The Taser has quickly become the weapon of choice for officers. A Taser is considered a non-lethal force that assists officers in handling dangerous individuals. A Taser fires two electrodes that are sharp and penetrate through clothing into the skin. Once piercing the skin, the probes release electricity into the body creating a painful disruption between the brain and the muscles. This disruption incapacitates the individual while the electricity is flowing through the body, but when the current stops; it allows the individual to fully function. While the use of the Taser has been of extreme benefit to the safety of police officers, there are advancing issues of officer abuse. While the Taser is considered non-lethal force it is a very serious method of subduing an individual. While the use of the Taser is necessary in several cases and has even reduced lethal measures, the precedent is quickly being set on what is allowed when it comes to tasering an individual.
The fourth amendment raises a question of the probable cause needed to seize an individual using a Taser. At what point is an officer allowed to use a Taser in order to seize an individual? While a taser is not legally considered lethal force, it’s result is violent and painful, and the media has made it more controversial in that it should be considered lethal force with regard to the violent self harm once tasered and the electrical effects to the heart which can result in death. Regardless, specific guidelines are necessary for officers on what situations the Taser should be allowed.
Several cases are great examples of situations where a Taser was not necessary, for example, Brian v. McPherson. Brian, a young man was having a hard day, having already been pulled over for a speeding ticket. Once again, Brian is pulled over, this time for not wearing his seat belt by Officer McPherson. After complying with the officer’s requests and pulling over, being very agitated with himself, Brian slams the steering wheel while swearing and crying because of the days misfortune. Brian steps out of his car while the officer was 25 feet or so away and begins yelling at himself and hitting his thighs in self -disgust. It is at this moment that the officer felt threatened and shot Brian with his Taser. Brian falls to the hard pavement and sustains injuries. This illustrates a case that an officer used poor judgment in the use of taser. Brian was simply releasing frustration and was not acting aggressive or combative in regard to the Officer. To the officers defense, this scene does appear a little out of the ordinary for pulling someone over for a seat belt violation, but the use of a Taser while the individual is 20 plus feet away with hard pavement beneath him, and not approaching the officer is indisputably not the right thing to do. The courts confirmed that Officer McPherson did not have a threatening issue to use a taser.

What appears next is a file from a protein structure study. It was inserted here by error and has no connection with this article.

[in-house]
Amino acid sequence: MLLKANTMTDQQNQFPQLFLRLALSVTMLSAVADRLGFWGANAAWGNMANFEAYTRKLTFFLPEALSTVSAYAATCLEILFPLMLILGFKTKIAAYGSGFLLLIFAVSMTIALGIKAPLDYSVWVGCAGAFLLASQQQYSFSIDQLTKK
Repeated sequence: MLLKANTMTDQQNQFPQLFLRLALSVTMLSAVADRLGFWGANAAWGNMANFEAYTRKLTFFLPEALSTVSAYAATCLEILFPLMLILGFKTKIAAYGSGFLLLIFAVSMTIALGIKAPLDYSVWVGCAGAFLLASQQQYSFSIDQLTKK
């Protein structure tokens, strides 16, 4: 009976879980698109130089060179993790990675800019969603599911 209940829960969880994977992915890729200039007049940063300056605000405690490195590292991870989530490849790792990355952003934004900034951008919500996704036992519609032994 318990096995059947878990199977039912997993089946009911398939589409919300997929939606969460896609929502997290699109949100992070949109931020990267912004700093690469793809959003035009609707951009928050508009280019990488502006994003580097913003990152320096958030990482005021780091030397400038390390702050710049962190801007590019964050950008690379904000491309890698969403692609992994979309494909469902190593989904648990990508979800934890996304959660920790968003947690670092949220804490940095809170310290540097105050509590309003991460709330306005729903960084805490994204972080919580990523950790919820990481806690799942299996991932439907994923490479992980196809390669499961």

This is reminiscent of an incident that made national news when a young man in Utah was tasered for not complying with an officer’s instructions. His offense? He refused to sign a speeding ticket. While, he was not complying with the officer unlike the previous case, he did not appear to be a serious threat to the officer. The Officer used unnecessary force, by opinion. Check out the link to the clip. Was their misconduct by the officer? Was it necessary?
Precedence setting issues, as well as training, are in evolution of a relatively new police equipment. Cases like Brian’s will bring deterrence for issues of misconduct and is necessary when it comes to using a taser. The Taser is a painful weapon that can be used to save lives, but guidelines and further discussion are needed to define unnecessary use. Most likely with the use of Tasers, assaults on police officers are down. Injuries to those being apprehended are mostly likely on decrease as well. This is a tool for cooperation and when an officer is faced with dilemmas of using his gun, baton or taser the later is best suited and provides utility to protect with the absence of misconduct.